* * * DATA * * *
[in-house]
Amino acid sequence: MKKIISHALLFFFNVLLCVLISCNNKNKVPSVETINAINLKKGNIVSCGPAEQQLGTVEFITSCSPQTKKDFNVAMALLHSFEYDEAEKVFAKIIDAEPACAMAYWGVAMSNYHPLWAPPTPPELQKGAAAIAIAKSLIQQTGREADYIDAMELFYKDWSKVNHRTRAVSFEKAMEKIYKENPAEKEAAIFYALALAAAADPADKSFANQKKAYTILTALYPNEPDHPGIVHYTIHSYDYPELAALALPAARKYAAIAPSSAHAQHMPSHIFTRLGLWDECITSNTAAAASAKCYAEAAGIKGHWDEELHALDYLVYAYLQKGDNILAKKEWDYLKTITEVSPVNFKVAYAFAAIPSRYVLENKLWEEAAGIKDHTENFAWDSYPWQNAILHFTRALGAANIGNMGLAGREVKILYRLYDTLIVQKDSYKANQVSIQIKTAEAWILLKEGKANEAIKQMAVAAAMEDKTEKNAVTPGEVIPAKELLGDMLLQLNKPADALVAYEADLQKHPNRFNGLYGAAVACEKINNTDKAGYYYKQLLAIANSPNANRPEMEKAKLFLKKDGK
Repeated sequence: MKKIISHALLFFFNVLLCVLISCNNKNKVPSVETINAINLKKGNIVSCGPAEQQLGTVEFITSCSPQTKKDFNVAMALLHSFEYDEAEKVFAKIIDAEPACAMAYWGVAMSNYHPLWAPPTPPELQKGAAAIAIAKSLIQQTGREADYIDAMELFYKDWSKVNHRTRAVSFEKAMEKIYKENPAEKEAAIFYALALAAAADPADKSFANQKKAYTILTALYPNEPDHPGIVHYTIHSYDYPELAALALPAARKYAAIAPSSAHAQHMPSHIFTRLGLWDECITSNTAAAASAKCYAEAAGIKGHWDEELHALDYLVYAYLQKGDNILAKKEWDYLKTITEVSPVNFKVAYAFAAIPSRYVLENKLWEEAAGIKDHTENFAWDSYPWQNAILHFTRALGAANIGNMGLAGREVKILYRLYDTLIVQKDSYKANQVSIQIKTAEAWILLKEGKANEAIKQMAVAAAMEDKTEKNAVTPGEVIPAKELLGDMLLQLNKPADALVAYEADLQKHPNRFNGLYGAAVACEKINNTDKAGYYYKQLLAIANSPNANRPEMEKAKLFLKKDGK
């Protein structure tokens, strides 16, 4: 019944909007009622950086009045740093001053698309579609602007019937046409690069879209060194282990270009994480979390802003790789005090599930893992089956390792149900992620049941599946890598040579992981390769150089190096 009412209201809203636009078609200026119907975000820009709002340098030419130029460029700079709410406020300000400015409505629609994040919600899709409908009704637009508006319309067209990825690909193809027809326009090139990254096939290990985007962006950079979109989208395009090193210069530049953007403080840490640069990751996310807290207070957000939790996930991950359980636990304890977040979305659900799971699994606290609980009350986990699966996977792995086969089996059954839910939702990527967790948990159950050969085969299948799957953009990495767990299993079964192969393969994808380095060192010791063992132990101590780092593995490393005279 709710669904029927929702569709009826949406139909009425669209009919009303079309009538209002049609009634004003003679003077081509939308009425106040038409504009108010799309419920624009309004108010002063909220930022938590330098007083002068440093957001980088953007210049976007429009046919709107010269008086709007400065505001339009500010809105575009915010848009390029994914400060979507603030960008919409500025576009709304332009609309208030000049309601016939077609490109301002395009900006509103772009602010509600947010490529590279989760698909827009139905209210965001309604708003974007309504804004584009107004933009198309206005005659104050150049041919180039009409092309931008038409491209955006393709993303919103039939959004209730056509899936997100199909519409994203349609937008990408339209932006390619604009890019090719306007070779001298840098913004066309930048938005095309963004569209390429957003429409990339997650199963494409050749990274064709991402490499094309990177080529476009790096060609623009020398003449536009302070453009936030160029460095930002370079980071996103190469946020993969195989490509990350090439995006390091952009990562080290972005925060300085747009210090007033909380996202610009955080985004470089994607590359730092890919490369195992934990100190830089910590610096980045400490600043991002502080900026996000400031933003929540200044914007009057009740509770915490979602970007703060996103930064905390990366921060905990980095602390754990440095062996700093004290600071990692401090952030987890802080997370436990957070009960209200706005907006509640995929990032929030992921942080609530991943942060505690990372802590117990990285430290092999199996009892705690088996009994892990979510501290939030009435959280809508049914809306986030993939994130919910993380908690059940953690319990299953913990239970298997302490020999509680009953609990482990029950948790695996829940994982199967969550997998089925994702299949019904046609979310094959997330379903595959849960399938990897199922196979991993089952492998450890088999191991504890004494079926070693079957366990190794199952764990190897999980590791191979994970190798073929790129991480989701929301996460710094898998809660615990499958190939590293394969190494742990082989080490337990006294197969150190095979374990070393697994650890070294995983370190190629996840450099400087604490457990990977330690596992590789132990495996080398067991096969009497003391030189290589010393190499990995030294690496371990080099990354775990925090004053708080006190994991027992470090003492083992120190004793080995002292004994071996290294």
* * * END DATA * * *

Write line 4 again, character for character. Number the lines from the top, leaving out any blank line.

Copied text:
């Protein structure tokens, strides 16, 4: 019944909007009622950086009045740093001053698309579609602007019937046409690069879209060194282990270009994480979390802003790789005090599930893992089956390792149900992620049941599946890598040579992981390769150089190096 009412209201809203636009078609200026119907975000820009709002340098030419130029460029700079709410406020300000400015409505629609994040919600899709409908009704637009508006319309067209990825690909193809027809326009090139990254096939290990985007962006950079979109989208395009090193210069530049953007403080840490640069990751996310807290207070957000939790996930991950359980636990304890977040979305659900799971699994606290609980009350986990699966996977792995086969089996059954839910939702990527967790948990159950050969085969299948799957953009990495767990299993079964192969393969994808380095060192010791063992132990101590780092593995490393005279 709710669904029927929702569709009826949406139909009425669209009919009303079309009538209002049609009634004003003679003077081509939308009425106040038409504009108010799309419920624009309004108010002063909220930022938590330098007083002068440093957001980088953007210049976007429009046919709107010269008086709007400065505001339009500010809105575009915010848009390029994914400060979507603030960008919409500025576009709304332009609309208030000049309601016939077609490109301002395009900006509103772009602010509600947010490529590279989760698909827009139905209210965001309604708003974007309504804004584009107004933009198309206005005659104050150049041919180039009409092309931008038409491209955006393709993303919103039939959004209730056509899936997100199909519409994203349609937008990408339209932006390619604009890019090719306007070779001298840098913004066309930048938005095309963004569209390429957003429409990339997650199963494409050749990274064709991402490499094309990177080529476009790096060609623009020398003449536009302070453009936030160029460095930002370079980071996103190469946020993969195989490509990350090439995006390091952009990562080290972005925060300085747009210090007033909380996202610009955080985004470089994607590359730092890919490369195992934990100190830089910590610096980045400490600043991002502080900026996000400031933003929540200044914007009057009740509770915490979602970007703060996103930064905390990366921060905990980095602390754990440095062996700093004290600071990692401090952030987890802080997370436990957070009960209200706005907006509640995929990032929030992921942080609530991943942060505690990372802590117990990285430290092999199996009892705690088996009994892990979510501290939030009435959280809508049914809306986030993939994130919910993380908690059940953690319990299953913990239970298997302490020999509680009953609990482990029950948790695996829940994982199967969550997998089925994702299949019904046609979310094959997330379903595959849960399938990897199922196979991993089952492998450890088999191991504890004494079926070693079957366990190794199952764990190897999980590791191979994970190798073929790129991480989701929301996460710094898998809660615990499958190939590293394969190494742990082989080490337990006294197969150190095979374990070393697994650890070294995983370190190629996840450099400087604490457990990977330690596992590789132990495996080398067991096969009497003391030189290589010393190499990995030294690496371990080099990354775990925090004053708080006190994991027992470090003492083992120190004793080995002292004994071996290294």